Hillary Clinton may have lost to Donald Trump in the race for the White house, but that hasn't stopped her from teasing her former rival over what could be described as the first big legal setback of his presidency.
President Donald Trump suffered a significant blow in court on Thursday when the Ninth Circuit Court of Appeals refused to reinstate a temporary travel ban he ordered blocking people from seven Muslim-majority countries from entering the United States.
Clinton responded with only three characters "3-0," a reference to the court's unanimous decision.
— Hillary Clinton (@HillaryClinton) February 10, 2017
The tweet is one of the most direct barbs she has taken at the Trump administration since attending his inauguration almost three weeks ago.
Since then she has shared messages expressing solidarity with Muslim immigrants in the wake of the travel ban and even referenced Lady Gaga's Super Bowl halftime show.
See everything Clinton has tweeted since the election:
The former Democratic presidential candidate has few public appearances since the election, recently appearing at the MAKERS conference via video to declare "the future is female."
But most of her sentiments have been shared via Twitter, where she also showed support for Sen. Elizabeth Warren, who was rebuked on the Senate floor for trying to read a letter written by Coretta Scott King, the widow of Rev. Martin Luther King Jr.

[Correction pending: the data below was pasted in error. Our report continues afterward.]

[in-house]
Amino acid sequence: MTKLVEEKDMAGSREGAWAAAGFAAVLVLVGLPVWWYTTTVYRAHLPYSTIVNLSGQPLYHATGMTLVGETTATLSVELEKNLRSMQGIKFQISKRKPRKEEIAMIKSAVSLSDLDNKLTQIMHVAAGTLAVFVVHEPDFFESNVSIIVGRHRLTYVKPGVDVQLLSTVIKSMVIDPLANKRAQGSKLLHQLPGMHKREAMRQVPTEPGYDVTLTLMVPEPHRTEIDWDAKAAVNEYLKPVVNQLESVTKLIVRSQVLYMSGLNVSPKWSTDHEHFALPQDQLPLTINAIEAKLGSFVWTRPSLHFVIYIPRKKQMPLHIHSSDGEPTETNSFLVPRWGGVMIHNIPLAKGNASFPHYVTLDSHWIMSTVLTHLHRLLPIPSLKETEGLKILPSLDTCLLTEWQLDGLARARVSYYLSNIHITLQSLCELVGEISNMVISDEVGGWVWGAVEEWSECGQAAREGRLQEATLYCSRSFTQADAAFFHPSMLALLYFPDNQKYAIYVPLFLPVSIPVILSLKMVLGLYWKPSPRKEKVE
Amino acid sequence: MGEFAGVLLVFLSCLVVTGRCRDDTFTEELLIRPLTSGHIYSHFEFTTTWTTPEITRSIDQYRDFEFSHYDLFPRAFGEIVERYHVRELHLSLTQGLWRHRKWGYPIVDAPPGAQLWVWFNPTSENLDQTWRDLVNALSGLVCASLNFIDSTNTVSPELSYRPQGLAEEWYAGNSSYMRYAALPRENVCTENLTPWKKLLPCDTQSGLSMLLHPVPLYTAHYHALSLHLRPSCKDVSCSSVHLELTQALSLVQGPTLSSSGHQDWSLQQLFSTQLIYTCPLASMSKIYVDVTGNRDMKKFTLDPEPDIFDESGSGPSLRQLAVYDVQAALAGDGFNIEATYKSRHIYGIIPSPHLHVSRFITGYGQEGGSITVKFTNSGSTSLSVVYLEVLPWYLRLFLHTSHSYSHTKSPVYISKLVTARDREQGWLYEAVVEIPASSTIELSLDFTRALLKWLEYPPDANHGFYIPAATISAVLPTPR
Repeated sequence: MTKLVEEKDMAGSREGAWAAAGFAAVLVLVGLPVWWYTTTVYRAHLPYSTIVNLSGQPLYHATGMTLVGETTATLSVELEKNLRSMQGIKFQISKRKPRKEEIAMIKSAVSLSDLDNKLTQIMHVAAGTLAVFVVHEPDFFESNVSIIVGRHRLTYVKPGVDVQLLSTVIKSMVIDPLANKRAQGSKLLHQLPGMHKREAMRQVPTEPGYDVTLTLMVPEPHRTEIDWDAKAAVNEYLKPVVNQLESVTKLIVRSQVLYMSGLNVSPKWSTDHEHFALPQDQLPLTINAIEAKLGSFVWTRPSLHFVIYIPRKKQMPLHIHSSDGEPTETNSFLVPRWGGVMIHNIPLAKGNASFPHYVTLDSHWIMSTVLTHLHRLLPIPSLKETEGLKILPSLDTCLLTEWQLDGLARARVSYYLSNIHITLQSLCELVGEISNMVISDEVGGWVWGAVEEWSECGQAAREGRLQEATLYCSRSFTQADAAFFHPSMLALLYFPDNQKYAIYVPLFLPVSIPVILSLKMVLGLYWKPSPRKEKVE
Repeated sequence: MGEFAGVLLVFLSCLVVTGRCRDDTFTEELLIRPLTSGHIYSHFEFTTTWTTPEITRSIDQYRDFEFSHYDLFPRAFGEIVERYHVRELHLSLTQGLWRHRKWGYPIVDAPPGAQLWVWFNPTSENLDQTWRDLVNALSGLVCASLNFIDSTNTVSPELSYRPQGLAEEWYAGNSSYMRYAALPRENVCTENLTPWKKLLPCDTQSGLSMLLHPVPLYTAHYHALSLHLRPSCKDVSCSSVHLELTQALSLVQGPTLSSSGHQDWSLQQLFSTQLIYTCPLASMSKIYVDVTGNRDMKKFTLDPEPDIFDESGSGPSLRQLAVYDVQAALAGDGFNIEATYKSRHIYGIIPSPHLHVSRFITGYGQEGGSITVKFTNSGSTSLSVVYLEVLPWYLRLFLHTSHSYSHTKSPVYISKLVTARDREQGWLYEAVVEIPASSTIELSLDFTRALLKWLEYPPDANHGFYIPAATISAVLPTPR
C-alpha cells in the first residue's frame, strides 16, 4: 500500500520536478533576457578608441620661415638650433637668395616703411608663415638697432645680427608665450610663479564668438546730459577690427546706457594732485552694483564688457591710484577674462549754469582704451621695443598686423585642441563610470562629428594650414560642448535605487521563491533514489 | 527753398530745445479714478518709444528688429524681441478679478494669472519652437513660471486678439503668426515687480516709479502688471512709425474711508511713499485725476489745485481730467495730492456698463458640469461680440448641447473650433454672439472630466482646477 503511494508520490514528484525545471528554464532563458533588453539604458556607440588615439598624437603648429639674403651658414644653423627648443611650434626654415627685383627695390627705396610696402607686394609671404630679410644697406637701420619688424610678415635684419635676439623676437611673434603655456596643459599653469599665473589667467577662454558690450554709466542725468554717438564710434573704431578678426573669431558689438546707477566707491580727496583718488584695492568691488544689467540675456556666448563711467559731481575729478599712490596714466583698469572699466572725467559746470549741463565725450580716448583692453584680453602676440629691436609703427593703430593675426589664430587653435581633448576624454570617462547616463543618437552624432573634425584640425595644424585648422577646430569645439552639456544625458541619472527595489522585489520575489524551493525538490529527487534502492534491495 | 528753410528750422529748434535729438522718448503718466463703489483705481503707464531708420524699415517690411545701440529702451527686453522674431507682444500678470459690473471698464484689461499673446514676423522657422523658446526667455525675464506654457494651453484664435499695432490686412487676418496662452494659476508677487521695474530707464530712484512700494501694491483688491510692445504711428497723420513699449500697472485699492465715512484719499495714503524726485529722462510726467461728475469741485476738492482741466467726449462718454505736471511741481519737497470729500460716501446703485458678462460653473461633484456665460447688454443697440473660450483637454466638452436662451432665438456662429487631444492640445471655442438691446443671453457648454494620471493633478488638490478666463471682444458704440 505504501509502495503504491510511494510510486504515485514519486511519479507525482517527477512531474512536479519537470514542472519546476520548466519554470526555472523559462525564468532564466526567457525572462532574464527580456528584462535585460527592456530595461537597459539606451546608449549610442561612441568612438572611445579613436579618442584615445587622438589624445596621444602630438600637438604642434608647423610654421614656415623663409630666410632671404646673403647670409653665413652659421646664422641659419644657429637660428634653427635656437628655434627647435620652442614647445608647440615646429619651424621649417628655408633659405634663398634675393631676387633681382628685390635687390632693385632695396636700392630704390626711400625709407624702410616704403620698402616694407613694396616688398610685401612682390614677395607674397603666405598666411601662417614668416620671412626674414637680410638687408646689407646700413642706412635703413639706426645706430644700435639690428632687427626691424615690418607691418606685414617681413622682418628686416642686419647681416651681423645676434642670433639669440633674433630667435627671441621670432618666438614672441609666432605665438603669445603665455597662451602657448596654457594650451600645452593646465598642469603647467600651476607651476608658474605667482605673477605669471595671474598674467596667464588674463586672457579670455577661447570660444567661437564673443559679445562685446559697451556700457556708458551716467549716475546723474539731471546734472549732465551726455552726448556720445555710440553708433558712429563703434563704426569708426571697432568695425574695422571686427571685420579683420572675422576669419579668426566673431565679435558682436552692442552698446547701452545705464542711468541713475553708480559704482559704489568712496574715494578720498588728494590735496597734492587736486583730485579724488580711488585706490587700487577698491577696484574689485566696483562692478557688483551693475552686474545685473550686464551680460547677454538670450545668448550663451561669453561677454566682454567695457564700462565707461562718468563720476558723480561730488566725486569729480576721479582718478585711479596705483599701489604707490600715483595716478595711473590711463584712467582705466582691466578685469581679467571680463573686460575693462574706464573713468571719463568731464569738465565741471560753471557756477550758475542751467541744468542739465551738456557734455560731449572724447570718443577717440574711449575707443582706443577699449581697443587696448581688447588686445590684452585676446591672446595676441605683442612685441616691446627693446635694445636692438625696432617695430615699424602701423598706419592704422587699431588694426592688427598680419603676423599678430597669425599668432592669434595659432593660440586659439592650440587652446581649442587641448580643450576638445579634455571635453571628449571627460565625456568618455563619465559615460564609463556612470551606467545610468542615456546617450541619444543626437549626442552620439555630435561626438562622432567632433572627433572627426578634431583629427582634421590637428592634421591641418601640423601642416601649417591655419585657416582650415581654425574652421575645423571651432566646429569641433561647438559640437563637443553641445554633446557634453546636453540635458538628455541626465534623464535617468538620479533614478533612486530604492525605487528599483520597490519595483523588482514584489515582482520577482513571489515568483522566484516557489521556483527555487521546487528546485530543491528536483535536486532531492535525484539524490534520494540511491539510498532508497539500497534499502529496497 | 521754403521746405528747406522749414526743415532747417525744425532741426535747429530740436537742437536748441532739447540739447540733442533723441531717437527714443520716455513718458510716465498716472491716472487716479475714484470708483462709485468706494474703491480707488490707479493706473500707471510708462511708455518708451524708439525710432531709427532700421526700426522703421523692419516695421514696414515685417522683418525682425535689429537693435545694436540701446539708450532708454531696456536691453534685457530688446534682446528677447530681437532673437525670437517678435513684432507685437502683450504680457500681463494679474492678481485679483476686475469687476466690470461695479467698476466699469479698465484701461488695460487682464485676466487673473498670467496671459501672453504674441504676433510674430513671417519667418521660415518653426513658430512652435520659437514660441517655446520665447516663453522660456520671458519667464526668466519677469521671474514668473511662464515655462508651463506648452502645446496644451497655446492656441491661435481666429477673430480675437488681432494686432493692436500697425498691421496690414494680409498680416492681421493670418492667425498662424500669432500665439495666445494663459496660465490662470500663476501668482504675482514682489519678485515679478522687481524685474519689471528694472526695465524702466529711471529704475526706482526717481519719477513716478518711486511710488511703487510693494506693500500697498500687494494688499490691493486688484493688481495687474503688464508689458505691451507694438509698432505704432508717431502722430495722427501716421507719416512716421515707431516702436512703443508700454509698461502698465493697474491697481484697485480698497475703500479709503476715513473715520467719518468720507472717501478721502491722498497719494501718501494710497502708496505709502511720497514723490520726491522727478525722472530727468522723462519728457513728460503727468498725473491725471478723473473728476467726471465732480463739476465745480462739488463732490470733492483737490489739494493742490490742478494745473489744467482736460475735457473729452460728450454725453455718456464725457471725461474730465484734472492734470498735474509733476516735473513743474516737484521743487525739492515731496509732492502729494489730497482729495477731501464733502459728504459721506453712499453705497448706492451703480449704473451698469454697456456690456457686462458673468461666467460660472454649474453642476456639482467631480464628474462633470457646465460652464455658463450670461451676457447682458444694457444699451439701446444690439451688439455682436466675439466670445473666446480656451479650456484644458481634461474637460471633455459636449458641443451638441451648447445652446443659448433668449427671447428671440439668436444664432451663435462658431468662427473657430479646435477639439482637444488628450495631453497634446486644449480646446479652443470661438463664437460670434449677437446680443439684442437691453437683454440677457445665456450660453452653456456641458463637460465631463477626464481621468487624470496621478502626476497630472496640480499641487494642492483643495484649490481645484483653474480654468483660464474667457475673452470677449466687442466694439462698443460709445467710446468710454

"She was warned. She was given an explanation. Nevertheless, she persisted."
So must we all.https://t.co/JXROGHPNkH
— Hillary Clinton (@HillaryClinton) February 8, 2017
Trump, who has continued to use Twitter as his primary tool for communicating with the public since taking office, tweeted soon after the appeals court decision, "SEE YOU IN COURT."
SEE YOU IN COURT, THE SECURITY OF OUR NATION IS AT STAKE!
— Donald J. Trump (@realDonaldTrump) February 9, 2017
Indeed, the legal battle over Trump's travel ban will likely end up before the Supreme Court.
The seat that once belong to Supreme Court Justice Antonin Scalia still remains empty, as Trump nominee Neil Gorsuch has yet to go before the Senate for confirmation. This opens up the possibility that the high court, split evenly with Republican and Democratic appointees, could reach a tie. Such a result would mean the lower court's ruling would stand.